Petrovicky's challenge
by Andrew Podnieks|27 DEC 2020
Robert Petrovicky has played everywhere and won World Championship gold for Slovakia in 2002. Now he has a new challenge.
photo: Andre Cardin/HHOF-IIHF Images
Robert Petrovicky knows more than a thing or two about hockey. He is one of the most respected men in his country, a respect he earned over a playing career that spanned nearly a quarter century. 

Drafted 9th overall by the Hartford Whalers in 1992, he played 208 games in the NHL. In addition, he played in the AHL and IHL in North America, and in Europe he played in several countries, notably Switzerland, before finishing his career in Trencin in 2015-16, returning to where he first turned pro in 1990.

Along the way, Petrovicky played at the 1992 World Juniors (for Czechoslovakia), three Olympic Winter Games, and four World Championships, including 2002 when Slovakia beat all comers. Like all players from that team, Petrovicky holds a “golden passport” that will never expire. He was a hero then, and a hero he remains.

After retiring at age 43, he was not idle long before embarking on a career in coaching, and he is now in his second season as head coach of Slovakia’s U20 team. He appreciates that privilege of the position and knows how important the tournament is for players and their careers.

“[1992] was a long time ago!” he reminisced during an off day yesterday. “Every tournament for a young player is important. It’s watched, you’re playing against future great hockey superstars. It’s your dream to play in the world juniors, and from there you go to the pros, and it’s a big change. It helps. I remember we had a slower start, but we got better as it went along. Lots of great memories. You meet a lot of players and see them down the road, as teammates or playing against them. It’s a great memory.”

The life of a hockey layer requires a single-minded focus, but at some point the reality that he must get a “real” job after retiring must be acknowledged. For Petrovicky, that transition was pretty organic.

“Towards the end of my career I started thinking about coaching, but then I decided to keep playing,” he explained. “I had a couple of offers, but then I felt pretty healthy, and I recall coaches telling me that you should keep playing until you can’t. When I stopped playing in Trencin, my hometown these days, I talked to a couple of people and they asked if I wanted to be an assistant coach. Milos Holan, the coach in Trencin, offered me a job, and I thought this is great. As it turned out, I didn’t really have a break between playing and coaching.”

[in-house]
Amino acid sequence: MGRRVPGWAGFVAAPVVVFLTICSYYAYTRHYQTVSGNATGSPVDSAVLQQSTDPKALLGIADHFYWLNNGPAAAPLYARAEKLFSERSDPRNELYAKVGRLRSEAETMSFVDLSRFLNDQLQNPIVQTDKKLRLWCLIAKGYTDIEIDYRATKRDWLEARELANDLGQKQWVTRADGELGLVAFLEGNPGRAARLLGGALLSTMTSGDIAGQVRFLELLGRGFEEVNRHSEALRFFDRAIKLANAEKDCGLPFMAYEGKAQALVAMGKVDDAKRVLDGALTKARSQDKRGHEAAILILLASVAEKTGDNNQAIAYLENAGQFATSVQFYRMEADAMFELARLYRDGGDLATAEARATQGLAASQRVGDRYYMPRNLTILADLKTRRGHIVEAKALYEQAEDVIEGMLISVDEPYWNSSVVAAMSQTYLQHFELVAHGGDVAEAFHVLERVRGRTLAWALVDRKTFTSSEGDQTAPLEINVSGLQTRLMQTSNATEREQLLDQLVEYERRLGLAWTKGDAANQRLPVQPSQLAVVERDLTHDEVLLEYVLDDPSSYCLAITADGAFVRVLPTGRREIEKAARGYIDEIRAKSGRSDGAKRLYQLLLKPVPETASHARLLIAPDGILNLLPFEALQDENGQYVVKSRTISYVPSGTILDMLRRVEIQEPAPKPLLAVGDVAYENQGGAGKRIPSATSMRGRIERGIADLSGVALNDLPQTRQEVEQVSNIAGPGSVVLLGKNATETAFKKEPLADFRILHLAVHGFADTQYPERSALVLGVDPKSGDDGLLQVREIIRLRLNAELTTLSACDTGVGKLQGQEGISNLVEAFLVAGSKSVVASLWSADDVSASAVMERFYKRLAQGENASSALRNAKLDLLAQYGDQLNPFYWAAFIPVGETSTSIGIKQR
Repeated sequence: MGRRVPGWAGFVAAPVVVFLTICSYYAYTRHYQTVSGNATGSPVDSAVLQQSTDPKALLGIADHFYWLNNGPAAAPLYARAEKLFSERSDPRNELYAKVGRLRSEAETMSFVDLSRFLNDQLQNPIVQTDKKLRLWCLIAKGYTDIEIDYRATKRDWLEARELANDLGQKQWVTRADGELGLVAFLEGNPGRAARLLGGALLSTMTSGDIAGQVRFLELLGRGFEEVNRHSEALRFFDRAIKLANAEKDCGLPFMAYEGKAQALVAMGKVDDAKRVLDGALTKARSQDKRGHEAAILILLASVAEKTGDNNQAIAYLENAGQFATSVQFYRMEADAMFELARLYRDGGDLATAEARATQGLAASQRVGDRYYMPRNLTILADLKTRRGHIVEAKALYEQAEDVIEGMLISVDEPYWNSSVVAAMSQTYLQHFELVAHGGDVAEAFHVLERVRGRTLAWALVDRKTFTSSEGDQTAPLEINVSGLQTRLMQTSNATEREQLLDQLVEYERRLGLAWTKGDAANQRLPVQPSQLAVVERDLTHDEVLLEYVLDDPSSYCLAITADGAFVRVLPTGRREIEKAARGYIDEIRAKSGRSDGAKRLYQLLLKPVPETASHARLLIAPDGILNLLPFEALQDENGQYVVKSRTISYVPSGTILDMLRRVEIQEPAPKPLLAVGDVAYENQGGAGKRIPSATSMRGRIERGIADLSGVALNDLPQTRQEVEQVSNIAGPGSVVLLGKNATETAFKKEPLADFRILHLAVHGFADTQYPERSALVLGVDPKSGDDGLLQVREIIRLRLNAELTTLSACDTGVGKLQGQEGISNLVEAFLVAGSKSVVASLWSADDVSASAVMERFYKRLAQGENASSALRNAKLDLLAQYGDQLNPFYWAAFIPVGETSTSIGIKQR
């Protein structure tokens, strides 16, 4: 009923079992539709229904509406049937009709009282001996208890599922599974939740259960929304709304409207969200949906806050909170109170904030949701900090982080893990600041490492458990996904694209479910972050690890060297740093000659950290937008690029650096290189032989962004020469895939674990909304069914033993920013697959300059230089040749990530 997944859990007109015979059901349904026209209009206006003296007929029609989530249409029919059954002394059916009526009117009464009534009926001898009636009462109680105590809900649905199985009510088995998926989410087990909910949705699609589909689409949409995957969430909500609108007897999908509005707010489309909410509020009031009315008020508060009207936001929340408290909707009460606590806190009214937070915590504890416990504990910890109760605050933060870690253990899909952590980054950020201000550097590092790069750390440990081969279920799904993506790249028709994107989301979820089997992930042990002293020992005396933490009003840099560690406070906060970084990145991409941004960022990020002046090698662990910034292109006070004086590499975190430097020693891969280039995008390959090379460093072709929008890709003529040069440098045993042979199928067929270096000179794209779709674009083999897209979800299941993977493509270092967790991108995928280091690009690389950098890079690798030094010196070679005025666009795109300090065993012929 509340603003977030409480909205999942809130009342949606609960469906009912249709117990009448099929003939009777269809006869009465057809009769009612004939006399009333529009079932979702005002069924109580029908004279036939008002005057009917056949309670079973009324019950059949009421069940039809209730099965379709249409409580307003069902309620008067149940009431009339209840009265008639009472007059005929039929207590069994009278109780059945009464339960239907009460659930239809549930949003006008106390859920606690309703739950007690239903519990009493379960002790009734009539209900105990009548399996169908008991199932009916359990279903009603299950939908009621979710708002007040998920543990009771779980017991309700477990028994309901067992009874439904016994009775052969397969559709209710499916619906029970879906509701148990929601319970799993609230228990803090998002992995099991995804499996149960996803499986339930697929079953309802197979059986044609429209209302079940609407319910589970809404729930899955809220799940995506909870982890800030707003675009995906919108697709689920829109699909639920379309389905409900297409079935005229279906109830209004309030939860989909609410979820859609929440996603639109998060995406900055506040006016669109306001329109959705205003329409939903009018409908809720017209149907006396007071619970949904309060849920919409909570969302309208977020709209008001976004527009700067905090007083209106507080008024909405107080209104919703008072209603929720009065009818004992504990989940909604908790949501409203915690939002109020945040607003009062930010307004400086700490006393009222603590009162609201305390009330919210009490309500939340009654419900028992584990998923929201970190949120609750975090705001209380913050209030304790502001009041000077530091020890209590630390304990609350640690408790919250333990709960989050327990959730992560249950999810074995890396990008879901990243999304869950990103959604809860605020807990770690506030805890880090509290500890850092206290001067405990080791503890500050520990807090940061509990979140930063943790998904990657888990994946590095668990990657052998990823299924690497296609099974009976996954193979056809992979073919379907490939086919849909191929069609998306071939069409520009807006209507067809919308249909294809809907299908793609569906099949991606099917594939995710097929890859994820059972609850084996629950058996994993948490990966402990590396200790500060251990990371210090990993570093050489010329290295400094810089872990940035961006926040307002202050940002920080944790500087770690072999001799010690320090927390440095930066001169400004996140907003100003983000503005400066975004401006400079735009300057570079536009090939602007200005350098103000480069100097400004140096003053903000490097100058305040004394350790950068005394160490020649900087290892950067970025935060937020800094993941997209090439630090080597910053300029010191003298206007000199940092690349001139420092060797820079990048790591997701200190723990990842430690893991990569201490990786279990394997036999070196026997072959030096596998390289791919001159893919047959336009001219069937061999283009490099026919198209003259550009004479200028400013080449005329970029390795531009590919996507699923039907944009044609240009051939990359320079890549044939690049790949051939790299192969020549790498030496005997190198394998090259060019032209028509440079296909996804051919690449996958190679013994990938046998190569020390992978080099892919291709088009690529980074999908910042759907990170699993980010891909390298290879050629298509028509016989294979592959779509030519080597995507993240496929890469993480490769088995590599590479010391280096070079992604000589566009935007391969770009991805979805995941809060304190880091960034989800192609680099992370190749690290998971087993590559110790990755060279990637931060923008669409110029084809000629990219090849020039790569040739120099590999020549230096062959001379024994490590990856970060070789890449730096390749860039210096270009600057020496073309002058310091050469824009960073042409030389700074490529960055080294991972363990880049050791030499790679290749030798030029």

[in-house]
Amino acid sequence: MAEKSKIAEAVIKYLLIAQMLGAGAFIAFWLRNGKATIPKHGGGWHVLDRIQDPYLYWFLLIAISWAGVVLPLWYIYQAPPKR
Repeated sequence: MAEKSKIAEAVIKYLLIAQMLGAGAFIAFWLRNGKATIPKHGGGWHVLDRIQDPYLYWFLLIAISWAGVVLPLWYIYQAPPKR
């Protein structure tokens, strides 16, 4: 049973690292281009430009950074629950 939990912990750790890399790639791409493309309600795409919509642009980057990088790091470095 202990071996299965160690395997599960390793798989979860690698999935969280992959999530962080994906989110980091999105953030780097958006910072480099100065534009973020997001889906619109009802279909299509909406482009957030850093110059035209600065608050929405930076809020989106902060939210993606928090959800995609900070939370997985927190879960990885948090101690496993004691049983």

Of course, having been a player for so long helped Petrovicky, but he couldn’t rely solely on muscle memory. “I remember my first day as a coach, and every day since, you learn different things. Every day. It never ends. You keep on learning until you stop coaching. It’s the same when you’re playing, but it’s also very different. 

Hockey has changed. It’s much faster. Then it was more side to side. Now, it’s speed. It’s very exciting, the level of skill now. It’s not easy to compare, though. Now I look at the game as a coach instead of playing in it.”

But being an assistant at the pro level in Trencin is much different from being the head man for players under 20. 

“Last year the national team GM, Miro Satan, asked me if I wanted to be the head coach of the junior team, and I was excited,” Petrovicky said of the offer that came from a teammate on the 2002 gold-medal World Championship roster. “It’s again very different. You have to be a coach, a teacher. They’re younger, so you have to talk to them more and spend as much time with them as you can. You have to get to know them. They’re at the age, 16 to 19, when they are influenced by what’s around them.”

Petrovicky is now part of something bigger than himself. It’s not just a job. Slovakia is a small hockey nation, but it has fallen on tougher times after the glory of the early 2000s. It hasn’t had much success at the World Championships, and it has had only a handful of players drafted into the NHL. At the World Juniors, the team has won only two bronze medals since 1996 and has finished between 6th and 8th some 21 times. The Slovak program needs a boost.

“Everything takes time,” he acknowledges. “We all have to be going in the right direction and working together within the structure of the national program. It’s not easy. We have lots of kids with talent. We have to point them in the right direction and help them together. We have to keep as many players in Slovakia and develop them together.”

For now, all Petrovicky can do is worry about his team here in Edmonton, and to that end he got a great performance from his team on Christmas Day, an inspired 1-0 win over Switzerland.

“We wanted to have a good start to the first game, and to the tournament. We have some younger players this year. They are talented, and they played well in that first game. We came together quickly in the last few weeks. They battled hard and showed lots of character. We can get better, of course, but they showed a lot, blocked shots, were patient, great goalie, played together for 60 minutes. That game was very important for their confidence. We showed everyone we’re ready to play.“